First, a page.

Jandy LXI - FAULT- CHECK IGN CONTROL - Appreciate help!

andrewf

Member
Oct 27, 2020
16
Houston
After searching the web, I've read through a number of posts here in the forum and I cannot believe how helpful everyone is!

Ya'll are amazing so I'm going to give it a chance.

We received some flooding here and the pool heater did take in some water, but it worked earlier in the year. Now, I am receiving a Fault - Check IGN Control error with my Jandy LXI pool heater, so we are unable to heat the pool or spa. The spa functions perfectly otherwise, with air, bubbles, etc.
Model No. LXI400N
Serial No. G11LI0710

I've followed as many steps that I came across in other threads as well as the manual: https://www.jandy.ca/-/media/zodiac/global/downloads/h/h0286900.pdf?force=1, such as:
  1. The Fan does come on and blows, but after about 4 minutes the light begins to slowly flash on the Ignition Control and the error pops up on the screen "Fault - Check IGN Control".
  2. Connected, cleaned and reconnected all the wires.
  3. Cleaned the Flame Sensor (haven't replaced it)
  4. I could see from the Sight Window on the right that the original Ignitor wasn't lighting up, so I replaced it. The new Ignitor still doesn't light up.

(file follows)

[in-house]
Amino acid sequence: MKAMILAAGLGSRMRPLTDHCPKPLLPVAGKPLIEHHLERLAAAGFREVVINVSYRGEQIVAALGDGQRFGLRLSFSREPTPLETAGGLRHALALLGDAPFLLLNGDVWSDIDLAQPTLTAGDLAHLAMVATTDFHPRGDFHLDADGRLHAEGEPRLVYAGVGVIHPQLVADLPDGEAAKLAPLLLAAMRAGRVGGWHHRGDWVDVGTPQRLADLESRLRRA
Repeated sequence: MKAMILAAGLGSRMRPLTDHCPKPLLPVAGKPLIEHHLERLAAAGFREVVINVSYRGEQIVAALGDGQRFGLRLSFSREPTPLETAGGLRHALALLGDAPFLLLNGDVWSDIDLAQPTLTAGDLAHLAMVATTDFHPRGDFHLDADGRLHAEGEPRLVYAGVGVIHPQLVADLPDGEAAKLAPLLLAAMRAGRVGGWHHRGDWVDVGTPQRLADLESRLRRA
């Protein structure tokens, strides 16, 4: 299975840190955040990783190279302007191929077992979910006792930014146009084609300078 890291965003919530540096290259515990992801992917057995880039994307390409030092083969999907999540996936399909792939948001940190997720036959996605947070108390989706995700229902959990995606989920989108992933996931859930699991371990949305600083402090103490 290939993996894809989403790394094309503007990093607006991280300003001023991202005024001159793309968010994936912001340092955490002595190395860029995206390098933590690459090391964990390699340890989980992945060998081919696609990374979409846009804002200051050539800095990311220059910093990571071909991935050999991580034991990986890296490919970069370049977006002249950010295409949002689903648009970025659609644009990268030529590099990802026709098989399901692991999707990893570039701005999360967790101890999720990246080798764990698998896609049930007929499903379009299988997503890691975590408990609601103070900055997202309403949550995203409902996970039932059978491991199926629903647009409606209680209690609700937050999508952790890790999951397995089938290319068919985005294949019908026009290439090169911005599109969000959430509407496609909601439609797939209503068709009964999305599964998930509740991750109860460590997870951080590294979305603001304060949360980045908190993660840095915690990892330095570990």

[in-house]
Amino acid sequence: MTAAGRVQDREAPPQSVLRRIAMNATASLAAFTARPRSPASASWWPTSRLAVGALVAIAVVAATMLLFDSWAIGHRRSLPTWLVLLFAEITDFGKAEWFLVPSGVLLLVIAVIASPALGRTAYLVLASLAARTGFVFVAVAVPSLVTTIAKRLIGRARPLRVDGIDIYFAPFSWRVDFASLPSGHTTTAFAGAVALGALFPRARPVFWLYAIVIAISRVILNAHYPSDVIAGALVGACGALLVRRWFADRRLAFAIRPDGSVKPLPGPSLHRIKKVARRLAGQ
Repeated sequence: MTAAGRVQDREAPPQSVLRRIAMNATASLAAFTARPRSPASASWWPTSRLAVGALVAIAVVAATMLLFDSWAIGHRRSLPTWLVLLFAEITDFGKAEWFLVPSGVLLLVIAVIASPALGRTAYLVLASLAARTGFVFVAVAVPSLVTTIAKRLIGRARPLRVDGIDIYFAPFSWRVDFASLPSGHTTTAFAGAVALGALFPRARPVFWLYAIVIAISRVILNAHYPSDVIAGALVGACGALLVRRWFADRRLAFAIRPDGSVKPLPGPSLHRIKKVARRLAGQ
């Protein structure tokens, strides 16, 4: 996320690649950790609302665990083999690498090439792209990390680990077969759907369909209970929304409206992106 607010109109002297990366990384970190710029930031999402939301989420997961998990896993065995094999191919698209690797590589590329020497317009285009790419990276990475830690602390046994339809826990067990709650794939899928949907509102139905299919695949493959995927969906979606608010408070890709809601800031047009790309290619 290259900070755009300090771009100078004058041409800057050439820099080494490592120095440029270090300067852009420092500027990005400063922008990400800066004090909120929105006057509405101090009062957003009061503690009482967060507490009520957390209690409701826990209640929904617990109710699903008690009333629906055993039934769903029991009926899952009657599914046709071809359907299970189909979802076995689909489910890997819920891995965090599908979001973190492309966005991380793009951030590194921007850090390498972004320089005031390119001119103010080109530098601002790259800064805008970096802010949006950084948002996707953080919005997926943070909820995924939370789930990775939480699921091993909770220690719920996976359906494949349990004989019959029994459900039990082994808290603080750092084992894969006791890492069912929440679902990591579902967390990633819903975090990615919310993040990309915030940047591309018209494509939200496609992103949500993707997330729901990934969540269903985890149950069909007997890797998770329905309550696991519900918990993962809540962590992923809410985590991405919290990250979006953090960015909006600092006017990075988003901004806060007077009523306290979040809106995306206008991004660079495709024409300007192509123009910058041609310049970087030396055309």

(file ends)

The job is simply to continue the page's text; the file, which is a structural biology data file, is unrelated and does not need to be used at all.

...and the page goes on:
5. Replaced the Ignition Control, but the Ignitor still doesn't light up.
Not sure what to do next. Any suggestions?

Thank you!
Andrew

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ajw22

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It flashes a single time slowly but continuously in that rhythm.
One flash on the Fenwal says you have an Air Flow Fault. See the label on the Fenwal box.

Check the air flow switch, check for blockage or critters in the fan area, or the speed of the fan.
 

swamprat69

Well-known member
Mar 30, 2019
355
Las Vegas, NV
Just some safety input here regarding the flooding. It is difficult to tell just how high the water level got from the original photo ( some cleanup done?). If the water level reached high enough to cover/partially cover the gas valve, the gas valve MUST be replaced. Same goes for the air pressure switch and any of the electronic components in the control compartment. It is difficult to tell in the photo whether the corrosion on the first vertical panel above and behind the burner box that I see on the bottom and middle side screws is from submersion in water or leakage from a deteriorated/loose gasket, but I do see corresponding corrosion on the gas valve itself. This is a major safety concern as to any of these parts that have been exposed to flooding/water damage because they may not operate safely in the way which they were intended to even if they initially appear to do so when the heater is put back into service.